I feel like that’s a popular fallacy to believe– that there are a lot more crimes and problems today then back in the day. The truth is we just know about more crimes and problems and pedophiles and kidnappers simply because we have our phones and tablets and internet and news stations reporting every second. Back then, you’d have to get up and turn on the television or read the actual newspaper to find out about terrible things that happened. And even then it was only the biggest stories that made the cut because there was only so much room to write them. Bad and terrible things have happened for a very long time, all around us. In the 60’s, in the 80’s, in the 90’s and today. If anything, we might be safer now due to phones and the internet.

  • Reality Check

    “Helicopter” parents always think they know what is right for everyone else’s children as well as their own. I will continue to teach my children to be self-sufficient, and able to talk to me about things that could be trouble. When is the last time you heard a “free-range” parent lecturing a “helicopter” parent about how to raise a child? I want my kids to enjoy childhood. Keep the pedophiles away from the parks and schools (and I will teach my child how to stay away from them).

    • Dunabu

      Decades and decades of children have been playing outside by themselves. There used to be curfew and responsibility.

      I was this young and so were all my friends. No more or less bad people around these days than in the 60s, 70s, 80s, 90s etc.

      We’ve culled back all our kids freedoms.

  • Kalyn

    I feel this is stupid. The police and people like them, are making kids “baby status” till what? 18? 20? Can they NOT learn lessons on their own? Do they have to be handheld from home to school and back? Really!? You want mature adults? Hell teens? Teach them responsibilities, let them grow…and BAM! Smart kids become smart young adults. Why not just drop the kid off at his moms if so worried? A discussion in why, perhaps? Instead, you just proved how helicopter the government has become and isn’t letting anyone parent that is different then big wigs who aren’t even there.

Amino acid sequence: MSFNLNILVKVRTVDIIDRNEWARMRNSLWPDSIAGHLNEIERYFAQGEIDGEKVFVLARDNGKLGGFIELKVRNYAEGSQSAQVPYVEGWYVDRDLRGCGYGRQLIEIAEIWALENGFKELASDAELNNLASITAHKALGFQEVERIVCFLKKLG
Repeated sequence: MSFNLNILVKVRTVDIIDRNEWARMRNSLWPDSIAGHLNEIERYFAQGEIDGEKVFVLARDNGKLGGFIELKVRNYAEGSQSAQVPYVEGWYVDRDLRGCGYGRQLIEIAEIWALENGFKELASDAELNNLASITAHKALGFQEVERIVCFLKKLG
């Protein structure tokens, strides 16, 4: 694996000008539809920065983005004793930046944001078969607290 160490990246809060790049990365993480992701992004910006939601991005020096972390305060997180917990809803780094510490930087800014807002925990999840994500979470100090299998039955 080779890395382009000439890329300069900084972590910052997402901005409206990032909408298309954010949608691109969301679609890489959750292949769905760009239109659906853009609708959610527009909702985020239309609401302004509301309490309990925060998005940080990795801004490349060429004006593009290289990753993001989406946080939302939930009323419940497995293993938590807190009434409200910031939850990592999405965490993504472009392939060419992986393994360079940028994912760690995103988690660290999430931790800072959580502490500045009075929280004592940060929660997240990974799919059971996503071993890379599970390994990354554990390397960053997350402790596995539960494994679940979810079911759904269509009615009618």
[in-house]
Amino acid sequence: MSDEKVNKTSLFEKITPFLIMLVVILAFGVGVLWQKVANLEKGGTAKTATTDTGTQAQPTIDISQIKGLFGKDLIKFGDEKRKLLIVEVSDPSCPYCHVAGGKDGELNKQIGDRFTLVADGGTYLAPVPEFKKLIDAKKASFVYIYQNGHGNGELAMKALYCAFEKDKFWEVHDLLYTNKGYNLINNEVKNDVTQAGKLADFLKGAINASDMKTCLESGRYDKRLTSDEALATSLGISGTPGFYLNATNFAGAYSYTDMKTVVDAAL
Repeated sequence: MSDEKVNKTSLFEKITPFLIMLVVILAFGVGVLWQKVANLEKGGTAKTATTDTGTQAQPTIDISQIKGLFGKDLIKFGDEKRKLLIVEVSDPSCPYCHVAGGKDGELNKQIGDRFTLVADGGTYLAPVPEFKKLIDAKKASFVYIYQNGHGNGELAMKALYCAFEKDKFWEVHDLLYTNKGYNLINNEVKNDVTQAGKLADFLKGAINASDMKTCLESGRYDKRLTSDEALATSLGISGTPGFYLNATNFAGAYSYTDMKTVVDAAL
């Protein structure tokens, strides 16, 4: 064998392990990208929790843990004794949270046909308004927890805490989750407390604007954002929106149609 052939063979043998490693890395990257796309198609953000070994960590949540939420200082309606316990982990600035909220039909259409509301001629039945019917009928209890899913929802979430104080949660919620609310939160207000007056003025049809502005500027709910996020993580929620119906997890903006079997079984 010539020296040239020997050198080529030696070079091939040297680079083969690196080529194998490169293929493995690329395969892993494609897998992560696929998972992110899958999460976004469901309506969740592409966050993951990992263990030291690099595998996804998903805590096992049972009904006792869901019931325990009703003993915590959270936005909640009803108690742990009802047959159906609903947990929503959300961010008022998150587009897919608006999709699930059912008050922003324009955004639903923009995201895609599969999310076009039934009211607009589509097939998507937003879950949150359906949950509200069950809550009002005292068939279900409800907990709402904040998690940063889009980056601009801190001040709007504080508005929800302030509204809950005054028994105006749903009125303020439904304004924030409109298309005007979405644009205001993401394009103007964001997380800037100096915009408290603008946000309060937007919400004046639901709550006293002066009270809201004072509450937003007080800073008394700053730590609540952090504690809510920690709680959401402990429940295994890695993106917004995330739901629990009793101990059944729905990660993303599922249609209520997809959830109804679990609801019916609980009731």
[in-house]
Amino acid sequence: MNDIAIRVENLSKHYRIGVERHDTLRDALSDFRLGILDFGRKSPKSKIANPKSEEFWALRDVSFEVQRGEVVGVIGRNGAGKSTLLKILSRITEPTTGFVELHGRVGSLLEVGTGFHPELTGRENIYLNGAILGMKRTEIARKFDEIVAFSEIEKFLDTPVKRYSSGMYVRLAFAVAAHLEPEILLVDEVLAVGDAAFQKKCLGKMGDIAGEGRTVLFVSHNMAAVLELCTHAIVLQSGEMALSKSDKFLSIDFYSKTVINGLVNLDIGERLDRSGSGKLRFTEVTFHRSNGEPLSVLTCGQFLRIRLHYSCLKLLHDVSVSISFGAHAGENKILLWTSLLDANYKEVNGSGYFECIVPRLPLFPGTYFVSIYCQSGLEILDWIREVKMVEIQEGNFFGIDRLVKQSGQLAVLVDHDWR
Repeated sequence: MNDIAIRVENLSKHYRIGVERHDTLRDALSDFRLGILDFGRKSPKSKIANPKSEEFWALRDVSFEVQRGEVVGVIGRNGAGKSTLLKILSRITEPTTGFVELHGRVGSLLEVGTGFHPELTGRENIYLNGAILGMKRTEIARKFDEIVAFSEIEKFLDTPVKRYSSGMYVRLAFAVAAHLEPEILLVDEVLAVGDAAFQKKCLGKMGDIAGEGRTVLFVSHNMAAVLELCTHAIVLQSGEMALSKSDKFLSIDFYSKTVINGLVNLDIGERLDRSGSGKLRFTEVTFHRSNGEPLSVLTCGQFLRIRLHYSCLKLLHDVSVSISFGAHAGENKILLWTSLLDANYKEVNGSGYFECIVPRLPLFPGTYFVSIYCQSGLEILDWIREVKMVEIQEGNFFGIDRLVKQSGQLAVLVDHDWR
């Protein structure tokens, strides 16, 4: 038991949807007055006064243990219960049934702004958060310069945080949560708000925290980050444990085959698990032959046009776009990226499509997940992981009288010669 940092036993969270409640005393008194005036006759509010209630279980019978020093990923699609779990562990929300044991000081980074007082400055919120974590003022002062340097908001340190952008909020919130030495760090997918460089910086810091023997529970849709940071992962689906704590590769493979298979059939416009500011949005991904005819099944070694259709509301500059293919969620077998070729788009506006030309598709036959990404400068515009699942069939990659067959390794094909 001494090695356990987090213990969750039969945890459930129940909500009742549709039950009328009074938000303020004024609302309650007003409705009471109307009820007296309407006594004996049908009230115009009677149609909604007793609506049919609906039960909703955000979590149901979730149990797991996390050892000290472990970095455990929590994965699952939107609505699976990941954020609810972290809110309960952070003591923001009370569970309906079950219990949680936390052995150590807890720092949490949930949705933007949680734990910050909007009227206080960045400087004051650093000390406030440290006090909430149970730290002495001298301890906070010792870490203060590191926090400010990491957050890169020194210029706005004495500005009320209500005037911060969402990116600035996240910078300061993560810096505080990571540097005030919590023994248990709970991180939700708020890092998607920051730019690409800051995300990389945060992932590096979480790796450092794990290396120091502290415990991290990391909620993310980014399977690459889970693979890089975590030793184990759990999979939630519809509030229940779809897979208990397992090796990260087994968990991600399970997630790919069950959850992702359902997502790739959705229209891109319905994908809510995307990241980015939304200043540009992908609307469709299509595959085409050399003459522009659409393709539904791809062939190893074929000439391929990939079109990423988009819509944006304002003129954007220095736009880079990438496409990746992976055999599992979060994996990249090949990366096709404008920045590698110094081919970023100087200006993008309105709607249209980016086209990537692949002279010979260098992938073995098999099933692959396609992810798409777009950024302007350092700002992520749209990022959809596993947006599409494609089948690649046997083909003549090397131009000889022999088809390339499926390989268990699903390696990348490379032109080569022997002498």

• Matt

    Helicopter parents are the ones doing the damage to the upcoming generation. Who needs to learn about the world and how to become a part of it when you can live under your mom and dad’s skirt until you’re 18.

  • chiefz

    Thats funny. I let my son when he was 7 (he is now 11) go off and play on his own and with friends. Know what he does now? He is ranked top in class, performs bjj, involved in boy scouts, studies math and science as he wants to be a doctor one day. Yea, all this freedom is totally holding him back from doing what he wants to do. I myself was granted complete freedom as well as my wife. Know what she does? She is a registered nurse,holding her bachelors making a lot of money. Im involved with a top engineering company who works on stealth operations. I guess us parents who let our children..ya know, be children are doing a horrible job at it. Thats some streamline intelligence there! Theyre kids for gods sake. Let them explore the world! It is much safer now than it has been in over 30 years! Quit holding the future generations back and maybe our future world could advance itself for the better!

  • Pat

    It has nothing to do with helicopter parents or pampered children, this story is about a lazy mother. No 7 year old child should be allowed to walk half a mile to anywhere without being accompanied by a responsible adult. That’s just too young! And if something happened to him (Adam Walsh) who’s fault would it be?

  • Ann

    It’s not worse now than it was then the only difference now is you hear more about the bad things that happen. 30 years ago you didn’t hear about the kid kidnapped across the country now you hear about it for months. When I was 9 I rode my bike on a major two lane highway 6 miles to town so I could see my friends in the summer. My dad worked odd hours and my mom was blind… it was the only way I could spend time with my friends. I usually had $5 for lunch and I had to call my mom from a pay phone when I got there and when I was leaving and I had to be home before dark… I was gone from maybe 9am-5 or 6 pm and she didn’t have exact tabs on me. Quite honestly I am terrified to let my son be outside alone…not because I am afraid something will happen to him but because I am afraid someone will accuse me of neglect or abuse for letting my son be a kid! I do let him make mistakes on his own though for example you want to climb on that rock… I don’t think it’s a good idea because you can get hurt but if you want to go ahead just don’t get upset if you fall.